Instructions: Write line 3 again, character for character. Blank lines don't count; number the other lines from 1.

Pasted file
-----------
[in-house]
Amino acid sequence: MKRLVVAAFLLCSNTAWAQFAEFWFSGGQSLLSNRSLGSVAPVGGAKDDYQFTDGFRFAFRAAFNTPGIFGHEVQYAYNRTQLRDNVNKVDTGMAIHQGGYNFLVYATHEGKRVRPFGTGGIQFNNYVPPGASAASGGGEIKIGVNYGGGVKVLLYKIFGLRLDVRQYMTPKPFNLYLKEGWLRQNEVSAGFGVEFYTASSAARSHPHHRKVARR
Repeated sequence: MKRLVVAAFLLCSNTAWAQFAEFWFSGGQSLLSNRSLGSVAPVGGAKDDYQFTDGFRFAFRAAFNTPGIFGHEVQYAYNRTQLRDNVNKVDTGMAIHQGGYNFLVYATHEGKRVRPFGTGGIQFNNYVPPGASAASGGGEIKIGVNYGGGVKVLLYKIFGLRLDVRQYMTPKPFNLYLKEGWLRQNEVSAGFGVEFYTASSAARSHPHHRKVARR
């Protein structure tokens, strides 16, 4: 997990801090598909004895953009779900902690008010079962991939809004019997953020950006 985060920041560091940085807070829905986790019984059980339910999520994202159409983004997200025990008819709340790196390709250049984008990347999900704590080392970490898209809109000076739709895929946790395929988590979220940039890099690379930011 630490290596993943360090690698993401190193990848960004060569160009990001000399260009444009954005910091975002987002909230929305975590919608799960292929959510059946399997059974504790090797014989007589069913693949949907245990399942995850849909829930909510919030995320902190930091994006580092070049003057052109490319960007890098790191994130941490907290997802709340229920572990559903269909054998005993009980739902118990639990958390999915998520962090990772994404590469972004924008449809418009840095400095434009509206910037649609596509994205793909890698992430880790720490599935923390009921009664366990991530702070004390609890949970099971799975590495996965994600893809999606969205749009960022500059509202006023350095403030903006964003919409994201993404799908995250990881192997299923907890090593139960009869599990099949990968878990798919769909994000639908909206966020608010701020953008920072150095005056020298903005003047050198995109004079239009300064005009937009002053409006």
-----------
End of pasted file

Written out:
Repeated sequence: MKRLVVAAFLLCSNTAWAQFAEFWFSGGQSLLSNRSLGSVAPVGGAKDDYQFTDGFRFAFRAAFNTPGIFGHEVQYAYNRTQLRDNVNKVDTGMAIHQGGYNFLVYATHEGKRVRPFGTGGIQFNNYVPPGASAASGGGEIKIGVNYGGGVKVLLYKIFGLRLDVRQYMTPKPFNLYLKEGWLRQNEVSAGFGVEFYTASSAARSHPHHRKVARR